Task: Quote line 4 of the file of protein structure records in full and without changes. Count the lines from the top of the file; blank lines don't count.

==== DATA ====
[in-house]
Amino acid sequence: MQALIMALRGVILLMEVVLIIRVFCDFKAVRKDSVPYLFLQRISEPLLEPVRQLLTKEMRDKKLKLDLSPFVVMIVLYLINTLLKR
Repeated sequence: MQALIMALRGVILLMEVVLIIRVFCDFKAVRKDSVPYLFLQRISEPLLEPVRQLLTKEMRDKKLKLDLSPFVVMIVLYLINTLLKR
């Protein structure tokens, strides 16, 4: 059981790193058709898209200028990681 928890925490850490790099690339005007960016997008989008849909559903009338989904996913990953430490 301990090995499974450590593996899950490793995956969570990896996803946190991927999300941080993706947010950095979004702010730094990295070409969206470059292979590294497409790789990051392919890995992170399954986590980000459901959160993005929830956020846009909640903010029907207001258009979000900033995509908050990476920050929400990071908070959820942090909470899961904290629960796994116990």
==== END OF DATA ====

């Protein structure tokens, strides 16, 4: 059981790193058709898209200028990681 928890925490850490790099690339005007960016997008989008849909559903009338989904996913990953430490 301990090995499974450590593996899950490793995956969570990896996803946190991927999300941080993706947010950095979004702010730094990295070409969206470059292979590294497409790789990051392919890995992170399954986590980000459901959160993005929830956020846009909640903010029907207001258009979000900033995509908050990476920050929400990071908070959820942090909470899961904290629960796994116990």